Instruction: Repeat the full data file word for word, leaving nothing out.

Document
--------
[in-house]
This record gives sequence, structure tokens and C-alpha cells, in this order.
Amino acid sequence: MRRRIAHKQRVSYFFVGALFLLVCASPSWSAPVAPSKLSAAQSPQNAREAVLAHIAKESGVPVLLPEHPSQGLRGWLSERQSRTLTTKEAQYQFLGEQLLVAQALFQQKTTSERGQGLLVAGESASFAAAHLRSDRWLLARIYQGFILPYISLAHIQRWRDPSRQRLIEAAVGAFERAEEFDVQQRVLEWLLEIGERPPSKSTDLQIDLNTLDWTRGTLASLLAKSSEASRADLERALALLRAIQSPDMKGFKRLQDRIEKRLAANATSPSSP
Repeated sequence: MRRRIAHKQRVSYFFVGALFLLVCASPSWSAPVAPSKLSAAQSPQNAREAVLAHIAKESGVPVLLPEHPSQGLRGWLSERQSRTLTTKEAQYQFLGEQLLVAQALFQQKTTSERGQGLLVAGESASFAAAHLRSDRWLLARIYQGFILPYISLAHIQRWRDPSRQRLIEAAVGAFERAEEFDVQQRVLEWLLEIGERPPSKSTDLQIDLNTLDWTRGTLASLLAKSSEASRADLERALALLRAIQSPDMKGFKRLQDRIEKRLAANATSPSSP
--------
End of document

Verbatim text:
[in-house]
This record gives sequence, structure tokens and C-alpha cells, in this order.
Amino acid sequence: MRRRIAHKQRVSYFFVGALFLLVCASPSWSAPVAPSKLSAAQSPQNAREAVLAHIAKESGVPVLLPEHPSQGLRGWLSERQSRTLTTKEAQYQFLGEQLLVAQALFQQKTTSERGQGLLVAGESASFAAAHLRSDRWLLARIYQGFILPYISLAHIQRWRDPSRQRLIEAAVGAFERAEEFDVQQRVLEWLLEIGERPPSKSTDLQIDLNTLDWTRGTLASLLAKSSEASRADLERALALLRAIQSPDMKGFKRLQDRIEKRLAANATSPSSP
Repeated sequence: MRRRIAHKQRVSYFFVGALFLLVCASPSWSAPVAPSKLSAAQSPQNAREAVLAHIAKESGVPVLLPEHPSQGLRGWLSERQSRTLTTKEAQYQFLGEQLLVAQALFQQKTTSERGQGLLVAGESASFAAAHLRSDRWLLARIYQGFILPYISLAHIQRWRDPSRQRLIEAAVGAFERAEEFDVQQRVLEWLLEIGERPPSKSTDLQIDLNTLDWTRGTLASLLAKSSEASRADLERALALLRAIQSPDMKGFKRLQDRIEKRLAANATSPSSP